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Why don't hospital staff get MSRA and other superbugs yet many patients do get it?

Well?

by Anonymousreply 705/09/2013

because they are healthy, where as patients in the hospital have compromised immune systems or they are on medication that makes it easier for them to get a superbug. For example C diff, which is antibiotic associated diarrhea usually happens as a result of strong antibiotics. Many hospital patients are on strong antibiotics so this puts them at higher risk.

And other superbugs like MRSA and CRE are an example of evolution right before our eyes. The single celled organisms called bacteria are able to quickly evolve and develop resistance to antibiotics.

Antibiotic resistance is a result of overuse of antibiotics. The more we use and especially if it isn't used correctly, the more resistance we breed.

The new antibiotic resistant gonorrhea is an example of this. People with gonorrhea would stop their meds as soon as their symptoms got better. This allowed some of the stronger bacteria to survive and start to evolve a resistance.

Another very dangerous new superbug is called CRE. It will be a major player in the Multidrug resistant antibiotic world.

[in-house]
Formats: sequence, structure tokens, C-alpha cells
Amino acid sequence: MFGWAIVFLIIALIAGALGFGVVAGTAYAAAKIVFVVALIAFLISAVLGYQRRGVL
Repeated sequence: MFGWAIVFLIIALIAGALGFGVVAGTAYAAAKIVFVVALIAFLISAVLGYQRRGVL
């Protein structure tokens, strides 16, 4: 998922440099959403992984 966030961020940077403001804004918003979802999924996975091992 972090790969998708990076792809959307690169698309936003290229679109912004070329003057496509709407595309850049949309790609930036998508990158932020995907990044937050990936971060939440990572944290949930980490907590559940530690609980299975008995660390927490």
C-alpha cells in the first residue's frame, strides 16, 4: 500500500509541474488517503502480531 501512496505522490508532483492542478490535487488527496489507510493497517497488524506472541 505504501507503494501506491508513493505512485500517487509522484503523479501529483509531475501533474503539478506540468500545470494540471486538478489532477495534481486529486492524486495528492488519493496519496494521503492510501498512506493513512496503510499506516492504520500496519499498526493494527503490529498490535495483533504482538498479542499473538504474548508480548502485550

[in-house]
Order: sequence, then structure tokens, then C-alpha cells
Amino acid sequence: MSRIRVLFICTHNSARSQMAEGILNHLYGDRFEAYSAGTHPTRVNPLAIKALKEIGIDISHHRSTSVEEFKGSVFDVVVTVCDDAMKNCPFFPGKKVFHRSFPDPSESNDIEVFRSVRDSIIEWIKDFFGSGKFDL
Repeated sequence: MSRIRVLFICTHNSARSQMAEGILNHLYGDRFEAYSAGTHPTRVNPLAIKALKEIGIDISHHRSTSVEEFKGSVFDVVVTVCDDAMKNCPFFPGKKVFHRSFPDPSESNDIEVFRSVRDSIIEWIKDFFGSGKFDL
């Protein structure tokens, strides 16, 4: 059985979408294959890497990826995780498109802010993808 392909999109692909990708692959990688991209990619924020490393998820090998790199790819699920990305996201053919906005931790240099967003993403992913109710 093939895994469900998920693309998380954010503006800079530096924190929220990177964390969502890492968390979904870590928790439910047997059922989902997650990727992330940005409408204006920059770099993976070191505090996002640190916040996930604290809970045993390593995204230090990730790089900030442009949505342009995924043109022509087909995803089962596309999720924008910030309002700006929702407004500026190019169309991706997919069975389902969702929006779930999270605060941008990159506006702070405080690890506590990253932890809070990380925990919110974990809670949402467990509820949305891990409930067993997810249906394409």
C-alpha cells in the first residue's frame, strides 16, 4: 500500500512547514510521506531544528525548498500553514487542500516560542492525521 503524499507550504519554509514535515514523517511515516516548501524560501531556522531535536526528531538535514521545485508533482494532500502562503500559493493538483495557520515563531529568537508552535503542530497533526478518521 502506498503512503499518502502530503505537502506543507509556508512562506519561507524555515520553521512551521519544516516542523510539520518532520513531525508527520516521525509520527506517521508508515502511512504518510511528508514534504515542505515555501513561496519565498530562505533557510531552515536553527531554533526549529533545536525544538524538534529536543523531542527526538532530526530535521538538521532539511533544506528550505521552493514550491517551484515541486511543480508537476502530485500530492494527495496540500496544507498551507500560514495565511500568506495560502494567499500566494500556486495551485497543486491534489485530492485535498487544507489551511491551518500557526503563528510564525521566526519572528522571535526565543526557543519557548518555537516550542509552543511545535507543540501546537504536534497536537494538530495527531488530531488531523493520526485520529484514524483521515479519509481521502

by Anonymousreply 105/06/2013

A nurse colleague of mine did get MRSA on her arm above her glove line from the hospital.

They actually did DNA sequencing to prove it was the same bacteria from the patient so she could get worker's comp because of it.

by Anonymousreply 205/06/2013

Plus they wash their hands constantly!

by Anonymousreply 305/06/2013

A friend of mine is was married to a doctor and she got MSRA on her arm.

They were in the midst of a divorce when she got it. The attorney was convinced the doctor had intentionally infected her with it.

She didn't think so until an examination was done and they could see where a syringe mark had been.

It's a big huge mess now.

by Anonymousreply 405/06/2013

"The single celled organisms called bacteria are able to quickly evolve and develop resistance to antibiotics."

That wasn't what I learned in The Selfish Gene. It's the odd mutations that have resistance to the antibiotics that end up reproducing and dominating the gene pool because they are resistant.

by Anonymousreply 505/06/2013

Patients very often get MRSA from bedsores...if the nurses fail to move the patients around, then they can be at risk.

by Anonymousreply 605/09/2013

I think your premise is flawed.

by Anonymousreply 705/09/2013
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